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Politics and Government

March in historic Seneca Falls evokes women's rights birthplace

Women’s rallies were held in Syracuse and Watertown over the weekend in protest of President Donald Trump’s inauguration, but perhaps the most symbolic in the region was the one in Seneca Falls where thousands gathered outside the National Women’s Rights Historical Park.

A sea of purple and white filled the courtyard where the first national women’s rights convention was held in 1848. Becky Bly, owner of Woman Made Products in Seneca Falls, told the crowd that their presence honored the 300 women and men who started that women’s suffrage movement.

“Today nearly 5,000 have gathered on this same spot and hundreds of thousands more at 600-plus marches in this country and around the world are gathering are gathering in solidarity to continue what was begun here," Bly said to thunderous applause. "Welcome, welcome home to Seneca Falls!"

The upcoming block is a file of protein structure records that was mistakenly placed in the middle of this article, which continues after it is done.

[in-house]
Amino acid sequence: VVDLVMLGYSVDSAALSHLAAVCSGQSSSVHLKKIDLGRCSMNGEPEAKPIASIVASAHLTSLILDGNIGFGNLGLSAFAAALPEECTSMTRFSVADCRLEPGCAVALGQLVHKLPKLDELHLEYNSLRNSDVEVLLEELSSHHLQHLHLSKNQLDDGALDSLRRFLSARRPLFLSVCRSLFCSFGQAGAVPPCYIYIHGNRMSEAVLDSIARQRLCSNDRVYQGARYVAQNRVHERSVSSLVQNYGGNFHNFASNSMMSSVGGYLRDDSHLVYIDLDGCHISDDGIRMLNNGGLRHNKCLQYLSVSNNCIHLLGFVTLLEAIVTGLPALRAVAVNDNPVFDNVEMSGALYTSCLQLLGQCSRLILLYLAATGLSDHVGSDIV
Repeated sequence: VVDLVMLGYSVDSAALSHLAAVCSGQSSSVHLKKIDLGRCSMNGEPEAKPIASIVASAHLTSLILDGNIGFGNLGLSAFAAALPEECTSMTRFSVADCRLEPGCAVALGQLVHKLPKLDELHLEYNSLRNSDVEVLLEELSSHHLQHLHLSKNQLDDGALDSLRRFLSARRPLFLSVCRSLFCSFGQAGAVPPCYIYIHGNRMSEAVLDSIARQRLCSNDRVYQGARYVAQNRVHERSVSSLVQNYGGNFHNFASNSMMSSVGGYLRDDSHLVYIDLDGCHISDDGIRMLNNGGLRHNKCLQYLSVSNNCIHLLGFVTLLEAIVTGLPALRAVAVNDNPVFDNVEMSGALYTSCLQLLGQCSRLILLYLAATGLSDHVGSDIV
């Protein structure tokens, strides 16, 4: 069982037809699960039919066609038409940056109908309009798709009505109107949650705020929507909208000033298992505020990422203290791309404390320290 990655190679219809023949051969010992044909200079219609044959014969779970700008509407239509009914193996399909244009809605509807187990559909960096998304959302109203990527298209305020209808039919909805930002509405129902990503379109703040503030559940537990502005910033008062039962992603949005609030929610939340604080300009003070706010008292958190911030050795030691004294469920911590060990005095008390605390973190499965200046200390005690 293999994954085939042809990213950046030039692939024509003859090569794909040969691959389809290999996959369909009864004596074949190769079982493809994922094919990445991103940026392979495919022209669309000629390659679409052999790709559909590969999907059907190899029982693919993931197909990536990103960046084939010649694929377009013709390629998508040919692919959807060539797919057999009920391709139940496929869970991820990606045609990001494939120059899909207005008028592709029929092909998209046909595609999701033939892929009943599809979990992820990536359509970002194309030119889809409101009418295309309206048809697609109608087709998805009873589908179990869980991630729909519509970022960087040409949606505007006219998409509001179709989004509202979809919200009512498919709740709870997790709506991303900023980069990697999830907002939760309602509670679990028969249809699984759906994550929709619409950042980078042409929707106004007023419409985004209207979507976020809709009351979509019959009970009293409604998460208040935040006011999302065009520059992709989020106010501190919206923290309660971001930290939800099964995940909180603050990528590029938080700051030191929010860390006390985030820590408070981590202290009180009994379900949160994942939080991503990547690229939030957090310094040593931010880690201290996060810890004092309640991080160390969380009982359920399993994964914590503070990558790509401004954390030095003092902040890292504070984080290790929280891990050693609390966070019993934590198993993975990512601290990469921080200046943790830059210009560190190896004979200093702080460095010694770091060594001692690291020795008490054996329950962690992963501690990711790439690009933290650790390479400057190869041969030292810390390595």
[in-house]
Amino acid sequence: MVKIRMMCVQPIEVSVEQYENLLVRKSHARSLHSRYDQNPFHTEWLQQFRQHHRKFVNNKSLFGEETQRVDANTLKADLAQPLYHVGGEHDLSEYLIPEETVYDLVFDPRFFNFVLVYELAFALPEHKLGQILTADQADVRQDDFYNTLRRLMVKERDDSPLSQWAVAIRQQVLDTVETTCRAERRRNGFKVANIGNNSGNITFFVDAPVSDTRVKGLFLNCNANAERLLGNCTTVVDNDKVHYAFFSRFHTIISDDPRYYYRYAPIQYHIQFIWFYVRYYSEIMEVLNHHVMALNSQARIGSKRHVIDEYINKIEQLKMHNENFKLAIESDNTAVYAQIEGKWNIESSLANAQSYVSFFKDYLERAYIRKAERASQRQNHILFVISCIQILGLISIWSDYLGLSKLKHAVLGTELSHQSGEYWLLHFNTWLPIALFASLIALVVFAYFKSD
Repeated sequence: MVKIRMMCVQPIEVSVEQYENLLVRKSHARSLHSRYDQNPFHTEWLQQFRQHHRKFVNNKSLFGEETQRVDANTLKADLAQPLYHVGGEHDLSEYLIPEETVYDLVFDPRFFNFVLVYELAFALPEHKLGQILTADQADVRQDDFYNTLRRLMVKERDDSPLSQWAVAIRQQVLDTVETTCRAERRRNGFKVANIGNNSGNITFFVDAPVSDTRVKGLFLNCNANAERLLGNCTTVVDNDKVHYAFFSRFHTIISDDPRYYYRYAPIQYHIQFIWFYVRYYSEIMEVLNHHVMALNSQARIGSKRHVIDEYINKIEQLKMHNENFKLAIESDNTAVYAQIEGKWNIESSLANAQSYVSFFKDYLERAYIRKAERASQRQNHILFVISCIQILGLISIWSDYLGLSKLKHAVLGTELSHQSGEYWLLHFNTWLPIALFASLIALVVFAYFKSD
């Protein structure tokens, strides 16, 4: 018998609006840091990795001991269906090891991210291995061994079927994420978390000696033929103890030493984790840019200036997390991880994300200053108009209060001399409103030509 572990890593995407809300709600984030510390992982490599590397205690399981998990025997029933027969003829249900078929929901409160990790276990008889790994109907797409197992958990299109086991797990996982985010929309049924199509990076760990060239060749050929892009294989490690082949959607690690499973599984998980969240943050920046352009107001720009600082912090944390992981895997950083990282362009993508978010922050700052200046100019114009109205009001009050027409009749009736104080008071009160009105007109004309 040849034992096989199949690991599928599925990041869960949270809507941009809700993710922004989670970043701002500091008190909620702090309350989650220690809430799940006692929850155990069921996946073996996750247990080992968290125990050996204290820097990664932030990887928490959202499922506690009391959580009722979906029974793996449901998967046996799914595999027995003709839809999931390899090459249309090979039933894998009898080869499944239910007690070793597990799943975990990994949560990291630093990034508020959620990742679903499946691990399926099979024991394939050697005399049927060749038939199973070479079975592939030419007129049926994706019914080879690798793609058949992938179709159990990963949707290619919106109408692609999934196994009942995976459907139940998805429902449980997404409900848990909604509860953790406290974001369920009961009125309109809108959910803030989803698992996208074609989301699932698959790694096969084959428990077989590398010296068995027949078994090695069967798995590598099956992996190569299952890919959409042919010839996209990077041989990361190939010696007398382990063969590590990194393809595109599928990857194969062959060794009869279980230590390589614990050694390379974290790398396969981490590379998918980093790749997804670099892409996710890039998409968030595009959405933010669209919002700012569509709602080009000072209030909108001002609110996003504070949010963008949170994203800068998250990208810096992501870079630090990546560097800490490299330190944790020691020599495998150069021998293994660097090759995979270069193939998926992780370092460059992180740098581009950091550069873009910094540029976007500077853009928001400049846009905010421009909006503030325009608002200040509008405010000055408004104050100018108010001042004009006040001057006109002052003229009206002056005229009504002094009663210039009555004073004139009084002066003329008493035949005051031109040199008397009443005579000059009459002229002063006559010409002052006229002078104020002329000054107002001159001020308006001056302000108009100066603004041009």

Those in attendance, like Kalie Buchman from Manlius, said they were marching to show that they are ready to mobilize if Trump moves to restrict women’s rights.

“I'm not going to stay silent through all of this because I think people who are just sitting back and accepting all of this are just saying they support what’s going on and I don’t want to say that," Buchman said. 

Others, like Debbie Kraft of Canandaigua, pledged to resist the Republican president's agenda, such as repealing the Affordable Care Act. 

“I’m standing up for women’s rights, women’s health, I’m against banning Muslims," Kraft said. "I think this should be a democracy where everyone is free and where everyone can have the same rights.”

Credit Payne Horning / WRVO News
At the National Women's Hall of Fame in Seneca Falls, a plaque honoring Hillary Clinton hangs. It will soon be updated to reflect her achievement of becoming the first female nominee of a major American political party.

The march proceeded through downtown Seneca Falls, a block away from the National Women’s Hall of Fame where a plaque honoring Hillary Clinton hangs. An updated version has been ordered that will note her achievement of becoming the first female nominee of a major political party, but much to the dismay of those who attended the event Saturday, it will not say the first female president.